September 22, 2022
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Mind Macros 35: Focused thinking, Socratic questioning, and the progress principle

Table of Contents

Table of Contents

Hello, friend.

Welcome to another issue of Mind Macros - I hope you find something of value.

Food for Thought

I.  Focused thinking

"The first person to spot the arduousness, and to pioneer focused thinking, was the ancient Greek philosopher Socrates (c. 470–399 BCE). He became famous in Athens for standing around the marketplace asking what seemed like simple questions about what his fellow citizens were trying to achieve with their lives. They would tell him at once, and with great confidence, that they cared about ‘justice’ or that they admired ‘courage’ or that they were keen on ‘beauty’ or ‘art’. Socrates would respond not by agreeing or disagreeing but by asking them what they meant by ‘justice’ or ‘courage’ or ‘art’ or ‘beauty’. These were not unfair questions: his friends were relying heavily on these words. But after a few minutes of more searching discussion, it would always turn out that these people couldn’t say clearly what they meant.

"Socrates was getting at something fundamental: we go around feeling that our thoughts are clear, but if we submit them to further questioning, we realise that they suffer from a grave vagueness. However, there is no inner warning system to alert us to this; no intellectual alarm in our brains to shout ‘watch out, you’re being vague! You’re formulating plans with woolly ideas!’ We don’t easily realise how out of focus our minds are and how at risk we will be of hitting reefs and shallows.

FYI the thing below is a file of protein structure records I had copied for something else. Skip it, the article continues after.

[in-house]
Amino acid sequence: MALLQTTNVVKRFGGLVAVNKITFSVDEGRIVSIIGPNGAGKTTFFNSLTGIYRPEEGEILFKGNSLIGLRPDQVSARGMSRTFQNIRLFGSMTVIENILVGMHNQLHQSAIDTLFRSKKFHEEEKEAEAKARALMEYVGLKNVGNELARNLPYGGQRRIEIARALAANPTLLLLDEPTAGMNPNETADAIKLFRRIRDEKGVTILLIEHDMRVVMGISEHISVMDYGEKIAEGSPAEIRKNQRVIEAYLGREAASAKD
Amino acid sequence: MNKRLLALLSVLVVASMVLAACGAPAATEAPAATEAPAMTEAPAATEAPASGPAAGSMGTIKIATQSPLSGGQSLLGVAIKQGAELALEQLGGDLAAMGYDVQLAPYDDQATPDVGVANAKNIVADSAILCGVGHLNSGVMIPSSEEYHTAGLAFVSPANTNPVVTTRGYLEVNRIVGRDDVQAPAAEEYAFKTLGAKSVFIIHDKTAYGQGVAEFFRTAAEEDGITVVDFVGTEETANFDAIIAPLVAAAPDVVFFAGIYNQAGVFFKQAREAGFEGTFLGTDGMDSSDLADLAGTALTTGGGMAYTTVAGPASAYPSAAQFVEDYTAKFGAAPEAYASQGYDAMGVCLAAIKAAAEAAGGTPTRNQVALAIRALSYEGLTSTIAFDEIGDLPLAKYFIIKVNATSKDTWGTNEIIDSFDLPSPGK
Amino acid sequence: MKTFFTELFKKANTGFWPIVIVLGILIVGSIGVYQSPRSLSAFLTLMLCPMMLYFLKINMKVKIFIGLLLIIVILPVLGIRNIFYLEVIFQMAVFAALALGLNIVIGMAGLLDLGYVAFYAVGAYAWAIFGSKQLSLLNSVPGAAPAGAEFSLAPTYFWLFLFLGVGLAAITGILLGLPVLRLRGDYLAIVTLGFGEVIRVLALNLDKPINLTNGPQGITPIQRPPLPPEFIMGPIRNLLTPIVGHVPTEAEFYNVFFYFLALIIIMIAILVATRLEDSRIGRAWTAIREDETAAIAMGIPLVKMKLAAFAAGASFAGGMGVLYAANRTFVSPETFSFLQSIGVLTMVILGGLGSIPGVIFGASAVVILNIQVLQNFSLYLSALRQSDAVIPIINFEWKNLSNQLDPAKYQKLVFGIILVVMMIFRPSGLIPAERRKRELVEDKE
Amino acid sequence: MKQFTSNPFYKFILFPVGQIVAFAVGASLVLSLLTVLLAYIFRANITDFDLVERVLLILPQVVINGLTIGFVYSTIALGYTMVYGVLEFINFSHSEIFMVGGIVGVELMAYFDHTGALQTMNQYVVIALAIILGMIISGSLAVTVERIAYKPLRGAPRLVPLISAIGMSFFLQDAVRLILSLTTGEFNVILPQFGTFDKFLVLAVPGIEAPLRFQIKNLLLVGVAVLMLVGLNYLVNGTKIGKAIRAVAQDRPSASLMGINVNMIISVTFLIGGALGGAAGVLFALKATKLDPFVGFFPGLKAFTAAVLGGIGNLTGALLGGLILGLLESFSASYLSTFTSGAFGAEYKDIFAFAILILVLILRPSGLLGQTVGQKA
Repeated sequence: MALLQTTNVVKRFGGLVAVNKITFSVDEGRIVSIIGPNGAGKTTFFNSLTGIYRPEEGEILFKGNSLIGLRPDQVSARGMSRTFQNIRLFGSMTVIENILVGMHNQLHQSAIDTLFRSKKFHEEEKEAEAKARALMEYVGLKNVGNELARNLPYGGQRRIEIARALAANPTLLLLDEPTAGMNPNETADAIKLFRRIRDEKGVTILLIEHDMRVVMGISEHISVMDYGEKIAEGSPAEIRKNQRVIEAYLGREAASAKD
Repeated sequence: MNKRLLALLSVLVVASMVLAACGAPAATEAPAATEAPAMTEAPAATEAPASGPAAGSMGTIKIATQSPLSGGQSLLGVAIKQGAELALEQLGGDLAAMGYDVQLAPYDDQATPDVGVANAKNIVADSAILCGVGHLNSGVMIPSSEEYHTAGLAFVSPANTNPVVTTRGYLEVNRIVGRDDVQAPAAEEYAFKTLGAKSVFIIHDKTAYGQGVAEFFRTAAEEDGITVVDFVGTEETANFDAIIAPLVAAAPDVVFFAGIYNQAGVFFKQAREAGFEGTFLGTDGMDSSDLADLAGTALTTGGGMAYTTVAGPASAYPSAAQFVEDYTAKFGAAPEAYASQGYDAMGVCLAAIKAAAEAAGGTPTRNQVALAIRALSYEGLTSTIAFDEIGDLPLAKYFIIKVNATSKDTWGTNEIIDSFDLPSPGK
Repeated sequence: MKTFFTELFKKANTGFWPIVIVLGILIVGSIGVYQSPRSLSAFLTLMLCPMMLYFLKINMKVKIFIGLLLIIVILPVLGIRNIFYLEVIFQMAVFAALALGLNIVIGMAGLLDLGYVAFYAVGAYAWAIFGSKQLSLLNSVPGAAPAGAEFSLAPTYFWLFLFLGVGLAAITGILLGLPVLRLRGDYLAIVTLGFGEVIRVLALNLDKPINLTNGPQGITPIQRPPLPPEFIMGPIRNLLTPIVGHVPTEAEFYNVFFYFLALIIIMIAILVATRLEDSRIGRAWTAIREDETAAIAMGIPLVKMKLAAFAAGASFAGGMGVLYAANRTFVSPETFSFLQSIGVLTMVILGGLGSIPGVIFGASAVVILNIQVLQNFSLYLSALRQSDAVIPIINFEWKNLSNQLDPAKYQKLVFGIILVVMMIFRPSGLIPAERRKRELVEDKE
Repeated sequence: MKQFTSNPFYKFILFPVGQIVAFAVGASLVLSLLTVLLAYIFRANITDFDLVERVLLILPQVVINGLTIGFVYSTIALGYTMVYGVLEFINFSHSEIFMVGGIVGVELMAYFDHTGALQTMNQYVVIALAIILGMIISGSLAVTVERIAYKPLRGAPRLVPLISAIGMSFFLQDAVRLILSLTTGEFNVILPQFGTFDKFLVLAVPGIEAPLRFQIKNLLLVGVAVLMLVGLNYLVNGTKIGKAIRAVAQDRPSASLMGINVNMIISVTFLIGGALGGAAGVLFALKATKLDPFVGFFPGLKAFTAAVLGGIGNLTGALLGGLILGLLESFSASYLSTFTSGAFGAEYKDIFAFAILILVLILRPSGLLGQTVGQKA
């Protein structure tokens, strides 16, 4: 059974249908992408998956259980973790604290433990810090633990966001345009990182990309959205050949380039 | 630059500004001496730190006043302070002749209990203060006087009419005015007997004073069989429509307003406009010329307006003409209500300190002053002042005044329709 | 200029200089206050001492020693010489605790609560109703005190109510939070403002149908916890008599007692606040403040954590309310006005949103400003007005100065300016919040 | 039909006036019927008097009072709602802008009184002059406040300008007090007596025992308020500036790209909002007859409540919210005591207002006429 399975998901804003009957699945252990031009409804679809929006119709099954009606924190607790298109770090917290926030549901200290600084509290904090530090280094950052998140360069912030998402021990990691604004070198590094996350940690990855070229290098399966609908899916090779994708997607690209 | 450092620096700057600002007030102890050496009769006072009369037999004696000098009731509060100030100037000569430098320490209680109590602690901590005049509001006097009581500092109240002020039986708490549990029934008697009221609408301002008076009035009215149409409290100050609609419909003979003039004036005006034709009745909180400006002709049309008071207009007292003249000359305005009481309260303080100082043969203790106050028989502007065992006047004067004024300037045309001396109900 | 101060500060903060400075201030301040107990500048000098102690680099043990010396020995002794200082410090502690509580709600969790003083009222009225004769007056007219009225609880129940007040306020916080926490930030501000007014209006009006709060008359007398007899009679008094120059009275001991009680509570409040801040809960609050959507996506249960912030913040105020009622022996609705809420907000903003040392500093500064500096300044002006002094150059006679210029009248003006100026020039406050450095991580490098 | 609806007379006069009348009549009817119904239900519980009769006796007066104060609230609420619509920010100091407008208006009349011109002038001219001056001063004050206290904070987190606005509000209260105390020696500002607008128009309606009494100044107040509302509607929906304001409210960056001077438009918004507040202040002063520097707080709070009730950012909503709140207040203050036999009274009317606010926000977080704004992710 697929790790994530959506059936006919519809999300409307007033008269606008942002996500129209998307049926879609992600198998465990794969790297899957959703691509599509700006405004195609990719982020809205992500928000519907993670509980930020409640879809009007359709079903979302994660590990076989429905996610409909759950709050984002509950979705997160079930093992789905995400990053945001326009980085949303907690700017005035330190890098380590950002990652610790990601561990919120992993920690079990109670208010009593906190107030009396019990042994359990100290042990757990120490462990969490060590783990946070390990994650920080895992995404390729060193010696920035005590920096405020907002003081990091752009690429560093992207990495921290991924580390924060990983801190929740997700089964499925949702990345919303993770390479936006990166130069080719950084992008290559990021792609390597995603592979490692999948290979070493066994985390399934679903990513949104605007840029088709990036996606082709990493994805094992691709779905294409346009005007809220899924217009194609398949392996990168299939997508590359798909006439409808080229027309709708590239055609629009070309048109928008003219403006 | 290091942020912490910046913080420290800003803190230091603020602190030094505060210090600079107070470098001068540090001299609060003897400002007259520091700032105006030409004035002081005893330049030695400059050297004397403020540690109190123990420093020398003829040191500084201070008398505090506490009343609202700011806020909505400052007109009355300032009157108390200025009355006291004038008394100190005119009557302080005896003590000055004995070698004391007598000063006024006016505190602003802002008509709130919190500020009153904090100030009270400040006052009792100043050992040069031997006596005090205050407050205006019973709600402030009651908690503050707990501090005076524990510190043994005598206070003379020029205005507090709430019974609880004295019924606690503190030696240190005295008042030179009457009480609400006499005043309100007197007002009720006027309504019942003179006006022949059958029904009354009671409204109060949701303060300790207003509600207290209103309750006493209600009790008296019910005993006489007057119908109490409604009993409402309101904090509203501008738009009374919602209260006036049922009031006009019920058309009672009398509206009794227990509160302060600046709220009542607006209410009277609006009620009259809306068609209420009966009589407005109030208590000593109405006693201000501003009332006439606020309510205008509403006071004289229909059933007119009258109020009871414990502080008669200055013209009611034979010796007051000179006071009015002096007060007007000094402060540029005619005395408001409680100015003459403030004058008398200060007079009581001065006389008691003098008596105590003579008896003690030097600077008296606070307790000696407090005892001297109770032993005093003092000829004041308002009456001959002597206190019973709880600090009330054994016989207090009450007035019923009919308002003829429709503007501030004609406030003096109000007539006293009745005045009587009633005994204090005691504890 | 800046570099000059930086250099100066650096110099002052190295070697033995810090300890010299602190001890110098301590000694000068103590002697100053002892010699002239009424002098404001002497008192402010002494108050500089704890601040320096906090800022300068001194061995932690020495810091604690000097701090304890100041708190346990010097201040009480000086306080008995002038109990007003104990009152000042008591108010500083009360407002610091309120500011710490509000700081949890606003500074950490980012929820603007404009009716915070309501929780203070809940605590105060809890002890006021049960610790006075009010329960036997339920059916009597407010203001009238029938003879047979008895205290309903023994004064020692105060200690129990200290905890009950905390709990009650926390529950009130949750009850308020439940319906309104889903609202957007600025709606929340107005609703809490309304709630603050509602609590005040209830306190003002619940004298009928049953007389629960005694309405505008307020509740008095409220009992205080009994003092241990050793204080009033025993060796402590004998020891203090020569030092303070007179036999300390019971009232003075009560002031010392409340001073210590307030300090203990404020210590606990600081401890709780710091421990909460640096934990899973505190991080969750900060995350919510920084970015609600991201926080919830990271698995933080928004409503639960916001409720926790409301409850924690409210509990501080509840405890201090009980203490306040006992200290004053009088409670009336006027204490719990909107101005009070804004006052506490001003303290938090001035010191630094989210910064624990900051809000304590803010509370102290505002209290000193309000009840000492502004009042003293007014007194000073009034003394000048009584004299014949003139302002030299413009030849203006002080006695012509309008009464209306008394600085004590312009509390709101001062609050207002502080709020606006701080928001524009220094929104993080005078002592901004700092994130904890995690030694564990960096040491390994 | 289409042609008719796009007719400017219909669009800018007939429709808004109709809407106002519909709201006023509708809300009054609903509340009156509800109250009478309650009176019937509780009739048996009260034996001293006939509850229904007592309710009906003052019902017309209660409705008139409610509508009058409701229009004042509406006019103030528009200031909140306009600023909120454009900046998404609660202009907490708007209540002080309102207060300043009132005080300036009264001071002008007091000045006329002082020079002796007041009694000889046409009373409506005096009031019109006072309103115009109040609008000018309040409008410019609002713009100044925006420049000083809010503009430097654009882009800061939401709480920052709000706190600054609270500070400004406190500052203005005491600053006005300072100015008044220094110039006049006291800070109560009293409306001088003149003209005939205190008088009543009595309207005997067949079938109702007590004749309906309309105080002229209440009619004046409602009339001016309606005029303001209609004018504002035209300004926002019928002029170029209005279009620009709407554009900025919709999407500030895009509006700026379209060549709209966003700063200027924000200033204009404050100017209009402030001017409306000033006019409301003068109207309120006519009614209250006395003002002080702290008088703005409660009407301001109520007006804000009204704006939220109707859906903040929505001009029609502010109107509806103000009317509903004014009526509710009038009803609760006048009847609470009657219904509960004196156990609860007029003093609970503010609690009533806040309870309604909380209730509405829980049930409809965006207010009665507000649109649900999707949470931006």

"Vagueness is a problem because it means failing to pick out what really matters to us in any given situation. We might circle the right territory but we do not close in on the core issue, so our thoughts are ineffective guides to action.

"In our thinking work, we are often like miners in search of a precious metal who initially always hit a compound ore; we need (without realising it) to sift out the valuable essence. Lack of a definition can sometimes seem like a purely academic worry, but it is at the root of many failed efforts and doomed goals.

"The goal is not to become artists or philosophers, but to do something that accompanies these tasks: to move from woolly first impressions to authentic details; to go from vagueness to focus – and therefore to give ourselves the best chance of reaching what we actually seek." — From How to Think More Effectively by The School of Life

Socrates made a lifelong habit of questioning people's opinions and beliefs until his death for impiety. Far from being impious, Socrates wished to encourage others to clarify their vague assertions in order to truly know themselves. The Stanford Encyclopedia of Philosophy provides more insight into Socrates' ambles through Athens:

"Socrates was usually to be found in the marketplace and other public areas, conversing with a variety of different people—young and old, male and female, slave and free, rich and poor, citizen and visitor—that is, with virtually anyone he could persuade to join with him in his question-and-answer mode of probing serious matters. Socrates’s lifework consisted in the examination of people’s lives, his own and others’, because 'the unexamined life is not worth living for a human being,' as he says at his trial. Socrates pursued this task single-mindedly, questioning people about what matters most, e.g., courage, love, reverence, moderation, and the state of their souls generally."